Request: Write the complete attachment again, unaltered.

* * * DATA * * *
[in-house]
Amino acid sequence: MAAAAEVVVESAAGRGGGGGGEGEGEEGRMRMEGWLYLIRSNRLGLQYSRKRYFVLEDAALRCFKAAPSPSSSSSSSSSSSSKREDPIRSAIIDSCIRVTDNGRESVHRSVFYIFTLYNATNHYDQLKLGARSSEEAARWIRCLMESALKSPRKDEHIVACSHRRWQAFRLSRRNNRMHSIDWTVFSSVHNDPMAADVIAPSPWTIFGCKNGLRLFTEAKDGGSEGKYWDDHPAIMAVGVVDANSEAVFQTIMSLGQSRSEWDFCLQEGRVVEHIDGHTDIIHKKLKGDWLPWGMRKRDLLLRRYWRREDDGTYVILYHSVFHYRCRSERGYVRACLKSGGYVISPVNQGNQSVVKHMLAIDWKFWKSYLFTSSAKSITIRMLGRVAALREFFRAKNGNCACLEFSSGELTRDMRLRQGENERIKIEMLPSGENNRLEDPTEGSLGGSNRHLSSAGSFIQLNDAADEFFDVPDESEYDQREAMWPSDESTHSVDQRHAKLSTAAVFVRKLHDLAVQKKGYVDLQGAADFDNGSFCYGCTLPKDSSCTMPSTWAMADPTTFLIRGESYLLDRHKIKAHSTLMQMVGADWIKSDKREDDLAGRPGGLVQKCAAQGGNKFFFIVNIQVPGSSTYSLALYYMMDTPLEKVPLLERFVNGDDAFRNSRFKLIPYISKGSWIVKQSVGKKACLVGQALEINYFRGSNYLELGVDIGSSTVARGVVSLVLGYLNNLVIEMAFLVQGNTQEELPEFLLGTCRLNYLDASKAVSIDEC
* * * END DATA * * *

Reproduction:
[in-house]
Amino acid sequence: MAAAAEVVVESAAGRGGGGGGEGEGEEGRMRMEGWLYLIRSNRLGLQYSRKRYFVLEDAALRCFKAAPSPSSSSSSSSSSSSKREDPIRSAIIDSCIRVTDNGRESVHRSVFYIFTLYNATNHYDQLKLGARSSEEAARWIRCLMESALKSPRKDEHIVACSHRRWQAFRLSRRNNRMHSIDWTVFSSVHNDPMAADVIAPSPWTIFGCKNGLRLFTEAKDGGSEGKYWDDHPAIMAVGVVDANSEAVFQTIMSLGQSRSEWDFCLQEGRVVEHIDGHTDIIHKKLKGDWLPWGMRKRDLLLRRYWRREDDGTYVILYHSVFHYRCRSERGYVRACLKSGGYVISPVNQGNQSVVKHMLAIDWKFWKSYLFTSSAKSITIRMLGRVAALREFFRAKNGNCACLEFSSGELTRDMRLRQGENERIKIEMLPSGENNRLEDPTEGSLGGSNRHLSSAGSFIQLNDAADEFFDVPDESEYDQREAMWPSDESTHSVDQRHAKLSTAAVFVRKLHDLAVQKKGYVDLQGAADFDNGSFCYGCTLPKDSSCTMPSTWAMADPTTFLIRGESYLLDRHKIKAHSTLMQMVGADWIKSDKREDDLAGRPGGLVQKCAAQGGNKFFFIVNIQVPGSSTYSLALYYMMDTPLEKVPLLERFVNGDDAFRNSRFKLIPYISKGSWIVKQSVGKKACLVGQALEINYFRGSNYLELGVDIGSSTVARGVVSLVLGYLNNLVIEMAFLVQGNTQEELPEFLLGTCRLNYLDASKAVSIDEC